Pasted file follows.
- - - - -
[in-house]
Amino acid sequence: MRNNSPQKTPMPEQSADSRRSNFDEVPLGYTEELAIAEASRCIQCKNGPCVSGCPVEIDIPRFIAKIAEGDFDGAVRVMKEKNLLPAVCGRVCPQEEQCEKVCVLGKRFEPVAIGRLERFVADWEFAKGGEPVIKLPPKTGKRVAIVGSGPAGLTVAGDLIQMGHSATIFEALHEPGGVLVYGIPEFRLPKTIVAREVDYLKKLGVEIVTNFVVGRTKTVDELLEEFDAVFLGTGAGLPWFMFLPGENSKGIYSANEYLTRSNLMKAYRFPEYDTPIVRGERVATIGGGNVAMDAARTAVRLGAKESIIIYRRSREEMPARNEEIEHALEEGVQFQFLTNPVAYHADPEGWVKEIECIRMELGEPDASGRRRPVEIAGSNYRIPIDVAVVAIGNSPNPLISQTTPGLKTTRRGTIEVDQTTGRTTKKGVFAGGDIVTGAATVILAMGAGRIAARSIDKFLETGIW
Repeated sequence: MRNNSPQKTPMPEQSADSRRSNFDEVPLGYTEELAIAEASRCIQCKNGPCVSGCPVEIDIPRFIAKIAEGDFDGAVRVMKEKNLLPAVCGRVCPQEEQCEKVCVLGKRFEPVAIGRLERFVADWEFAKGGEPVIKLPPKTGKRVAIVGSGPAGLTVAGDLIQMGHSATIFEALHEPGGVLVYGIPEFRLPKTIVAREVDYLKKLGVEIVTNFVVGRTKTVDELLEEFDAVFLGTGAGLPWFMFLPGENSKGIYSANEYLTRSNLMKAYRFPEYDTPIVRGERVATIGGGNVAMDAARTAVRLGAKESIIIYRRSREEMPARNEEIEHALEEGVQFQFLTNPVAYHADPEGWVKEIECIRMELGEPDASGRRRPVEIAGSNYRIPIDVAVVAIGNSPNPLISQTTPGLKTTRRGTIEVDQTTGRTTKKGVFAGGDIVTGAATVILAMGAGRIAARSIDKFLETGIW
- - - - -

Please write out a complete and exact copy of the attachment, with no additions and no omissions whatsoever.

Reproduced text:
[in-house]
Amino acid sequence: MRNNSPQKTPMPEQSADSRRSNFDEVPLGYTEELAIAEASRCIQCKNGPCVSGCPVEIDIPRFIAKIAEGDFDGAVRVMKEKNLLPAVCGRVCPQEEQCEKVCVLGKRFEPVAIGRLERFVADWEFAKGGEPVIKLPPKTGKRVAIVGSGPAGLTVAGDLIQMGHSATIFEALHEPGGVLVYGIPEFRLPKTIVAREVDYLKKLGVEIVTNFVVGRTKTVDELLEEFDAVFLGTGAGLPWFMFLPGENSKGIYSANEYLTRSNLMKAYRFPEYDTPIVRGERVATIGGGNVAMDAARTAVRLGAKESIIIYRRSREEMPARNEEIEHALEEGVQFQFLTNPVAYHADPEGWVKEIECIRMELGEPDASGRRRPVEIAGSNYRIPIDVAVVAIGNSPNPLISQTTPGLKTTRRGTIEVDQTTGRTTKKGVFAGGDIVTGAATVILAMGAGRIAARSIDKFLETGIW
Repeated sequence: MRNNSPQKTPMPEQSADSRRSNFDEVPLGYTEELAIAEASRCIQCKNGPCVSGCPVEIDIPRFIAKIAEGDFDGAVRVMKEKNLLPAVCGRVCPQEEQCEKVCVLGKRFEPVAIGRLERFVADWEFAKGGEPVIKLPPKTGKRVAIVGSGPAGLTVAGDLIQMGHSATIFEALHEPGGVLVYGIPEFRLPKTIVAREVDYLKKLGVEIVTNFVVGRTKTVDELLEEFDAVFLGTGAGLPWFMFLPGENSKGIYSANEYLTRSNLMKAYRFPEYDTPIVRGERVATIGGGNVAMDAARTAVRLGAKESIIIYRRSREEMPARNEEIEHALEEGVQFQFLTNPVAYHADPEGWVKEIECIRMELGEPDASGRRRPVEIAGSNYRIPIDVAVVAIGNSPNPLISQTTPGLKTTRRGTIEVDQTTGRTTKKGVFAGGDIVTGAATVILAMGAGRIAARSIDKFLETGIW